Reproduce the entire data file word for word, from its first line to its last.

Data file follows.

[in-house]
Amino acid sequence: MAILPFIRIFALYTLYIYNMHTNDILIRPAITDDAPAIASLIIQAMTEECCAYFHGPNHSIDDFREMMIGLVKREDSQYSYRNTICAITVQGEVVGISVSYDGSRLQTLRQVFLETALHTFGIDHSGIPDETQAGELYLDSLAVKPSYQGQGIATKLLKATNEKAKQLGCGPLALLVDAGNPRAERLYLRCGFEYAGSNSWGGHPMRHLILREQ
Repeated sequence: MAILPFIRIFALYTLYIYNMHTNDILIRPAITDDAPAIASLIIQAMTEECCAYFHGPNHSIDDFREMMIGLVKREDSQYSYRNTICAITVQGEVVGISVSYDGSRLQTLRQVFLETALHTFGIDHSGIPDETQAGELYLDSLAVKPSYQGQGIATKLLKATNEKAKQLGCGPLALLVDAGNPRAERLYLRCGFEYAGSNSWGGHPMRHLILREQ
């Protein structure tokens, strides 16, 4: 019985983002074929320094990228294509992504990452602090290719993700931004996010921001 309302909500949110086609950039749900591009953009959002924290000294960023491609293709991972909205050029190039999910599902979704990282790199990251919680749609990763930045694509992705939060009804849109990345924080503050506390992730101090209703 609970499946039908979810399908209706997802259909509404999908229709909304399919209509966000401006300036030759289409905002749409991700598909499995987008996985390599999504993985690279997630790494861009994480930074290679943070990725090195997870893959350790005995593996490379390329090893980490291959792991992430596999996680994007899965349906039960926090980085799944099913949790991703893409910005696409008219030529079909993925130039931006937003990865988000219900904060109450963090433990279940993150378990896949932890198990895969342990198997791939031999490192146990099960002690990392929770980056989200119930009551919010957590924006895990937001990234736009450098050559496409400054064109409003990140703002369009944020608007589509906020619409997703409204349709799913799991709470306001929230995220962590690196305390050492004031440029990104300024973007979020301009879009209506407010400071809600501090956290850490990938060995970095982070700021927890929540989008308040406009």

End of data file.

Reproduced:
[in-house]
Amino acid sequence: MAILPFIRIFALYTLYIYNMHTNDILIRPAITDDAPAIASLIIQAMTEECCAYFHGPNHSIDDFREMMIGLVKREDSQYSYRNTICAITVQGEVVGISVSYDGSRLQTLRQVFLETALHTFGIDHSGIPDETQAGELYLDSLAVKPSYQGQGIATKLLKATNEKAKQLGCGPLALLVDAGNPRAERLYLRCGFEYAGSNSWGGHPMRHLILREQ
Repeated sequence: MAILPFIRIFALYTLYIYNMHTNDILIRPAITDDAPAIASLIIQAMTEECCAYFHGPNHSIDDFREMMIGLVKREDSQYSYRNTICAITVQGEVVGISVSYDGSRLQTLRQVFLETALHTFGIDHSGIPDETQAGELYLDSLAVKPSYQGQGIATKLLKATNEKAKQLGCGPLALLVDAGNPRAERLYLRCGFEYAGSNSWGGHPMRHLILREQ
């Protein structure tokens, strides 16, 4: 019985983002074929320094990228294509992504990452602090290719993700931004996010921001 309302909500949110086609950039749900591009953009959002924290000294960023491609293709991972909205050029190039999910599902979704990282790199990251919680749609990763930045694509992705939060009804849109990345924080503050506390992730101090209703 609970499946039908979810399908209706997802259909509404999908229709909304399919209509966000401006300036030759289409905002749409991700598909499995987008996985390599999504993985690279997630790494861009994480930074290679943070990725090195997870893959350790005995593996490379390329090893980490291959792991992430596999996680994007899965349906039960926090980085799944099913949790991703893409910005696409008219030529079909993925130039931006937003990865988000219900904060109450963090433990279940993150378990896949932890198990895969342990198997791939031999490192146990099960002690990392929770980056989200119930009551919010957590924006895990937001990234736009450098050559496409400054064109409003990140703002369009944020608007589509906020619409997703409204349709799913799991709470306001929230995220962590690196305390050492004031440029990104300024973007979020301009879009209506407010400071809600501090956290850490990938060995970095982070700021927890929540989008308040406009």